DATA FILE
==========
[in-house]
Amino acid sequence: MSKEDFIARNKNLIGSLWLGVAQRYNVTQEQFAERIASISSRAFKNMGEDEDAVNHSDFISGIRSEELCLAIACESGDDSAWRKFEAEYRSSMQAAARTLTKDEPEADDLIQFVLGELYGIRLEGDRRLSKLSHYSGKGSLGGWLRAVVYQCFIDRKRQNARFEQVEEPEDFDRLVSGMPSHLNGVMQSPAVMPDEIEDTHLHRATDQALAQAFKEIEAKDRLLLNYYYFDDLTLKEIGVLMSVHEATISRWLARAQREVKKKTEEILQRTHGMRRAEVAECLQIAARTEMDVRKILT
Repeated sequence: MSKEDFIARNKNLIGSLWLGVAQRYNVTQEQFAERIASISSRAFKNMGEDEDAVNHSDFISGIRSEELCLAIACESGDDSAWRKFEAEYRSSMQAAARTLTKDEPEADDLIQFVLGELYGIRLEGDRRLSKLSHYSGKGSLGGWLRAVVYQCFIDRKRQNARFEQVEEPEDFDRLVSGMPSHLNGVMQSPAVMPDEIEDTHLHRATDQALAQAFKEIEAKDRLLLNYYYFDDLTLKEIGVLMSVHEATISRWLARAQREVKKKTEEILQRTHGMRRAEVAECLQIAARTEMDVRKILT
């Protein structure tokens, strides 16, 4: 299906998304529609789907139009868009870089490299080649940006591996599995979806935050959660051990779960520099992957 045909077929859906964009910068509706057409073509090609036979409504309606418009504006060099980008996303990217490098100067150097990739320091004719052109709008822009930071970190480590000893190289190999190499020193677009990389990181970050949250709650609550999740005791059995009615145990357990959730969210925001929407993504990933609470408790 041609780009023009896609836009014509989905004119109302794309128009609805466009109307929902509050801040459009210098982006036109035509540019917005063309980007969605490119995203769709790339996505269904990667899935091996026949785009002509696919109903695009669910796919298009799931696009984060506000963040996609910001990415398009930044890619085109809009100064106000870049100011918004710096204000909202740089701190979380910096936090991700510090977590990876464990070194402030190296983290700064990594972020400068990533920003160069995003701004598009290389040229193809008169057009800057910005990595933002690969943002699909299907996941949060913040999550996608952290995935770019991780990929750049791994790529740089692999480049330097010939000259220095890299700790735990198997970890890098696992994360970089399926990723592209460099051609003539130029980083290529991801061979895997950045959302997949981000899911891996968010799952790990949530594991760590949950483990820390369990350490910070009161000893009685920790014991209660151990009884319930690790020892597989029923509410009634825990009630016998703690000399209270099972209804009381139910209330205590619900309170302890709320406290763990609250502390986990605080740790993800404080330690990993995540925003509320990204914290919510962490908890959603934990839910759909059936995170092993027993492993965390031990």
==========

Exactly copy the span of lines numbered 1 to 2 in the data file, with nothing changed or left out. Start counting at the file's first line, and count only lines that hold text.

[in-house]
Amino acid sequence: MSKEDFIARNKNLIGSLWLGVAQRYNVTQEQFAERIASISSRAFKNMGEDEDAVNHSDFISGIRSEELCLAIACESGDDSAWRKFEAEYRSSMQAAARTLTKDEPEADDLIQFVLGELYGIRLEGDRRLSKLSHYSGKGSLGGWLRAVVYQCFIDRKRQNARFEQVEEPEDFDRLVSGMPSHLNGVMQSPAVMPDEIEDTHLHRATDQALAQAFKEIEAKDRLLLNYYYFDDLTLKEIGVLMSVHEATISRWLARAQREVKKKTEEILQRTHGMRRAEVAECLQIAARTEMDVRKILT